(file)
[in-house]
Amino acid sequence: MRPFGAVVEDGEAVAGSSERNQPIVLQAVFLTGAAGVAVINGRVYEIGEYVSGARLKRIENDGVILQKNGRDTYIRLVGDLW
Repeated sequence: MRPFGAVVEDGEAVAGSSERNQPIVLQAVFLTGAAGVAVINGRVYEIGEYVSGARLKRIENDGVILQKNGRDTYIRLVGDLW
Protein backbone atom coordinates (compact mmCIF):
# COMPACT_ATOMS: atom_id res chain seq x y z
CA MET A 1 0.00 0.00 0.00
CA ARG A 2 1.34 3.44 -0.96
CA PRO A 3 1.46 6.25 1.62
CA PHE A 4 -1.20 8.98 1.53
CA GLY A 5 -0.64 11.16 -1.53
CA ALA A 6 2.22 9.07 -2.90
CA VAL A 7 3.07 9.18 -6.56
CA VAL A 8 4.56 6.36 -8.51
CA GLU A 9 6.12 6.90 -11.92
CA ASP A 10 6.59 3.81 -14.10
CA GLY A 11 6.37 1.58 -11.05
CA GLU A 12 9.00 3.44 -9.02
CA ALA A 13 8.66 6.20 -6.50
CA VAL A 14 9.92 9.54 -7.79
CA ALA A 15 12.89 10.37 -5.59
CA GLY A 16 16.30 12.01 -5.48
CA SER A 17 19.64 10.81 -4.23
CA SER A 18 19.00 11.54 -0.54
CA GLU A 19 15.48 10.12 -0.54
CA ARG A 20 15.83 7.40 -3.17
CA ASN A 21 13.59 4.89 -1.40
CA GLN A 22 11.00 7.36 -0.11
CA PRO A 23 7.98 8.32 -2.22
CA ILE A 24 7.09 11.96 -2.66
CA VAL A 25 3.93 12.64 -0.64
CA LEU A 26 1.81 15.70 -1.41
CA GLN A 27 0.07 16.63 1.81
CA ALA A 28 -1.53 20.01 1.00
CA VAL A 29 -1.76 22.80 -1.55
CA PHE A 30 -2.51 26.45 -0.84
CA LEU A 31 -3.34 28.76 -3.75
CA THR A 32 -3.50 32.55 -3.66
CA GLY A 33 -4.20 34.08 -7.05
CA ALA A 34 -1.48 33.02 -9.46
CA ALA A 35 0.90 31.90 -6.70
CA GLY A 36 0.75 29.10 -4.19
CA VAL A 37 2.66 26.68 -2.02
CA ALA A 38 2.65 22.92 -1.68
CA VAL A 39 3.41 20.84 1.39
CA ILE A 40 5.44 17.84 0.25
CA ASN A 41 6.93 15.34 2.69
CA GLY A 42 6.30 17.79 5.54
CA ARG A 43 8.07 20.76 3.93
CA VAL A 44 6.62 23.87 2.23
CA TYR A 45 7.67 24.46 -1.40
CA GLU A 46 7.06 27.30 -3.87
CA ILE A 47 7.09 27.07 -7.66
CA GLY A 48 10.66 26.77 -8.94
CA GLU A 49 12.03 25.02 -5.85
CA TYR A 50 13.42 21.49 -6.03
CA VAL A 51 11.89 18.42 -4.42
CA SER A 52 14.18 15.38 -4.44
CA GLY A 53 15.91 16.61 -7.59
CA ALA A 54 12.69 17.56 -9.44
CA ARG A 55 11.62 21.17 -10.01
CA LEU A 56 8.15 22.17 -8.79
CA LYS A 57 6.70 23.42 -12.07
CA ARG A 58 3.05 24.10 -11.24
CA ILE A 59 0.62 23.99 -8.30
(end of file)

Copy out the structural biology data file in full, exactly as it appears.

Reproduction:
[in-house]
Amino acid sequence: MRPFGAVVEDGEAVAGSSERNQPIVLQAVFLTGAAGVAVINGRVYEIGEYVSGARLKRIENDGVILQKNGRDTYIRLVGDLW
Repeated sequence: MRPFGAVVEDGEAVAGSSERNQPIVLQAVFLTGAAGVAVINGRVYEIGEYVSGARLKRIENDGVILQKNGRDTYIRLVGDLW
Protein backbone atom coordinates (compact mmCIF):
# COMPACT_ATOMS: atom_id res chain seq x y z
CA MET A 1 0.00 0.00 0.00
CA ARG A 2 1.34 3.44 -0.96
CA PRO A 3 1.46 6.25 1.62
CA PHE A 4 -1.20 8.98 1.53
CA GLY A 5 -0.64 11.16 -1.53
CA ALA A 6 2.22 9.07 -2.90
CA VAL A 7 3.07 9.18 -6.56
CA VAL A 8 4.56 6.36 -8.51
CA GLU A 9 6.12 6.90 -11.92
CA ASP A 10 6.59 3.81 -14.10
CA GLY A 11 6.37 1.58 -11.05
CA GLU A 12 9.00 3.44 -9.02
CA ALA A 13 8.66 6.20 -6.50
CA VAL A 14 9.92 9.54 -7.79
CA ALA A 15 12.89 10.37 -5.59
CA GLY A 16 16.30 12.01 -5.48
CA SER A 17 19.64 10.81 -4.23
CA SER A 18 19.00 11.54 -0.54
CA GLU A 19 15.48 10.12 -0.54
CA ARG A 20 15.83 7.40 -3.17
CA ASN A 21 13.59 4.89 -1.40
CA GLN A 22 11.00 7.36 -0.11
CA PRO A 23 7.98 8.32 -2.22
CA ILE A 24 7.09 11.96 -2.66
CA VAL A 25 3.93 12.64 -0.64
CA LEU A 26 1.81 15.70 -1.41
CA GLN A 27 0.07 16.63 1.81
CA ALA A 28 -1.53 20.01 1.00
CA VAL A 29 -1.76 22.80 -1.55
CA PHE A 30 -2.51 26.45 -0.84
CA LEU A 31 -3.34 28.76 -3.75
CA THR A 32 -3.50 32.55 -3.66
CA GLY A 33 -4.20 34.08 -7.05
CA ALA A 34 -1.48 33.02 -9.46
CA ALA A 35 0.90 31.90 -6.70
CA GLY A 36 0.75 29.10 -4.19
CA VAL A 37 2.66 26.68 -2.02
CA ALA A 38 2.65 22.92 -1.68
CA VAL A 39 3.41 20.84 1.39
CA ILE A 40 5.44 17.84 0.25
CA ASN A 41 6.93 15.34 2.69
CA GLY A 42 6.30 17.79 5.54
CA ARG A 43 8.07 20.76 3.93
CA VAL A 44 6.62 23.87 2.23
CA TYR A 45 7.67 24.46 -1.40
CA GLU A 46 7.06 27.30 -3.87
CA ILE A 47 7.09 27.07 -7.66
CA GLY A 48 10.66 26.77 -8.94
CA GLU A 49 12.03 25.02 -5.85
CA TYR A 50 13.42 21.49 -6.03
CA VAL A 51 11.89 18.42 -4.42
CA SER A 52 14.18 15.38 -4.44
CA GLY A 53 15.91 16.61 -7.59
CA ALA A 54 12.69 17.56 -9.44
CA ARG A 55 11.62 21.17 -10.01
CA LEU A 56 8.15 22.17 -8.79
CA LYS A 57 6.70 23.42 -12.07
CA ARG A 58 3.05 24.10 -11.24
CA ILE A 59 0.62 23.99 -8.30